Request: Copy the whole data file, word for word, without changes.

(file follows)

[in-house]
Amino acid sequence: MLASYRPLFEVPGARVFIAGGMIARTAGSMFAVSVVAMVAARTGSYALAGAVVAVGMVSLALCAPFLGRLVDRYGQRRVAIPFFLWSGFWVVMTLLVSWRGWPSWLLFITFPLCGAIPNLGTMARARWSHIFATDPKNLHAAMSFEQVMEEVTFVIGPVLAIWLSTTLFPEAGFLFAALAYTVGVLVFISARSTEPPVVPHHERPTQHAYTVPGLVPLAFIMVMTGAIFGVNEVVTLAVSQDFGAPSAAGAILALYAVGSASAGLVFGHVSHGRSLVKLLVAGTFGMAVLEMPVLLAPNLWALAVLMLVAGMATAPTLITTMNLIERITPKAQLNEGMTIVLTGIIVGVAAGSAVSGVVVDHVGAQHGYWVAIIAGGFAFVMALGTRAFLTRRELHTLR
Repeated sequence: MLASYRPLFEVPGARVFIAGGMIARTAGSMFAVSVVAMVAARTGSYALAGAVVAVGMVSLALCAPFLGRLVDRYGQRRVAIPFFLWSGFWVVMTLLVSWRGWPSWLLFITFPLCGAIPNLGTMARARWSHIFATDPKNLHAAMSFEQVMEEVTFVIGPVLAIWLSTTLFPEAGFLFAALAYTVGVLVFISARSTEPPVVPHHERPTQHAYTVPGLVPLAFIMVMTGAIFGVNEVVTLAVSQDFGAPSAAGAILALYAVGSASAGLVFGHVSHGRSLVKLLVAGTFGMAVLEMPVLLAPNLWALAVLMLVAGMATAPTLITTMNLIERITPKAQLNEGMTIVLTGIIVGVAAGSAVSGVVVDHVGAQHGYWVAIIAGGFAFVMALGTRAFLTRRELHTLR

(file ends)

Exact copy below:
[in-house]
Amino acid sequence: MLASYRPLFEVPGARVFIAGGMIARTAGSMFAVSVVAMVAARTGSYALAGAVVAVGMVSLALCAPFLGRLVDRYGQRRVAIPFFLWSGFWVVMTLLVSWRGWPSWLLFITFPLCGAIPNLGTMARARWSHIFATDPKNLHAAMSFEQVMEEVTFVIGPVLAIWLSTTLFPEAGFLFAALAYTVGVLVFISARSTEPPVVPHHERPTQHAYTVPGLVPLAFIMVMTGAIFGVNEVVTLAVSQDFGAPSAAGAILALYAVGSASAGLVFGHVSHGRSLVKLLVAGTFGMAVLEMPVLLAPNLWALAVLMLVAGMATAPTLITTMNLIERITPKAQLNEGMTIVLTGIIVGVAAGSAVSGVVVDHVGAQHGYWVAIIAGGFAFVMALGTRAFLTRRELHTLR
Repeated sequence: MLASYRPLFEVPGARVFIAGGMIARTAGSMFAVSVVAMVAARTGSYALAGAVVAVGMVSLALCAPFLGRLVDRYGQRRVAIPFFLWSGFWVVMTLLVSWRGWPSWLLFITFPLCGAIPNLGTMARARWSHIFATDPKNLHAAMSFEQVMEEVTFVIGPVLAIWLSTTLFPEAGFLFAALAYTVGVLVFISARSTEPPVVPHHERPTQHAYTVPGLVPLAFIMVMTGAIFGVNEVVTLAVSQDFGAPSAAGAILALYAVGSASAGLVFGHVSHGRSLVKLLVAGTFGMAVLEMPVLLAPNLWALAVLMLVAGMATAPTLITTMNLIERITPKAQLNEGMTIVLTGIIVGVAAGSAVSGVVVDHVGAQHGYWVAIIAGGFAFVMALGTRAFLTRRELHTLR